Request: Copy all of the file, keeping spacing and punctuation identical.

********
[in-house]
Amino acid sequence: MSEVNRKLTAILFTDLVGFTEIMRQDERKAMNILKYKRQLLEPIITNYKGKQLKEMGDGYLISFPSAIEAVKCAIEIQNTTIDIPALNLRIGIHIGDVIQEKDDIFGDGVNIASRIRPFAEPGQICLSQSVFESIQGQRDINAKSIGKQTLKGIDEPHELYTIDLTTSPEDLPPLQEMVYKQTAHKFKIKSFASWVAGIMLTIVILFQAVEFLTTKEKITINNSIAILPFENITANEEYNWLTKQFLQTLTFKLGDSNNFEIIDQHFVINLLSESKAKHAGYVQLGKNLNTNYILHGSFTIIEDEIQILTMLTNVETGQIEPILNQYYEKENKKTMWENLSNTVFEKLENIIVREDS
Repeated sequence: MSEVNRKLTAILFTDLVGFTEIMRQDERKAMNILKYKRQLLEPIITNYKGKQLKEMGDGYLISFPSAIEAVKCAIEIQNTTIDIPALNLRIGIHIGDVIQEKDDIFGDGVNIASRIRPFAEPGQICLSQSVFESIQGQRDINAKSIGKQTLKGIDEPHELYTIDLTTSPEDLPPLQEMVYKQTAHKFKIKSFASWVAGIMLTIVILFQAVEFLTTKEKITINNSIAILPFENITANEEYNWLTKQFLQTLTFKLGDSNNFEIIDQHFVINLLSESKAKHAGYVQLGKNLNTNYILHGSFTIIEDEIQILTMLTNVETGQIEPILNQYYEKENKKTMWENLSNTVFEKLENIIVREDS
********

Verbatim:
[in-house]
Amino acid sequence: MSEVNRKLTAILFTDLVGFTEIMRQDERKAMNILKYKRQLLEPIITNYKGKQLKEMGDGYLISFPSAIEAVKCAIEIQNTTIDIPALNLRIGIHIGDVIQEKDDIFGDGVNIASRIRPFAEPGQICLSQSVFESIQGQRDINAKSIGKQTLKGIDEPHELYTIDLTTSPEDLPPLQEMVYKQTAHKFKIKSFASWVAGIMLTIVILFQAVEFLTTKEKITINNSIAILPFENITANEEYNWLTKQFLQTLTFKLGDSNNFEIIDQHFVINLLSESKAKHAGYVQLGKNLNTNYILHGSFTIIEDEIQILTMLTNVETGQIEPILNQYYEKENKKTMWENLSNTVFEKLENIIVREDS
Repeated sequence: MSEVNRKLTAILFTDLVGFTEIMRQDERKAMNILKYKRQLLEPIITNYKGKQLKEMGDGYLISFPSAIEAVKCAIEIQNTTIDIPALNLRIGIHIGDVIQEKDDIFGDGVNIASRIRPFAEPGQICLSQSVFESIQGQRDINAKSIGKQTLKGIDEPHELYTIDLTTSPEDLPPLQEMVYKQTAHKFKIKSFASWVAGIMLTIVILFQAVEFLTTKEKITINNSIAILPFENITANEEYNWLTKQFLQTLTFKLGDSNNFEIIDQHFVINLLSESKAKHAGYVQLGKNLNTNYILHGSFTIIEDEIQILTMLTNVETGQIEPILNQYYEKENKKTMWENLSNTVFEKLENIIVREDS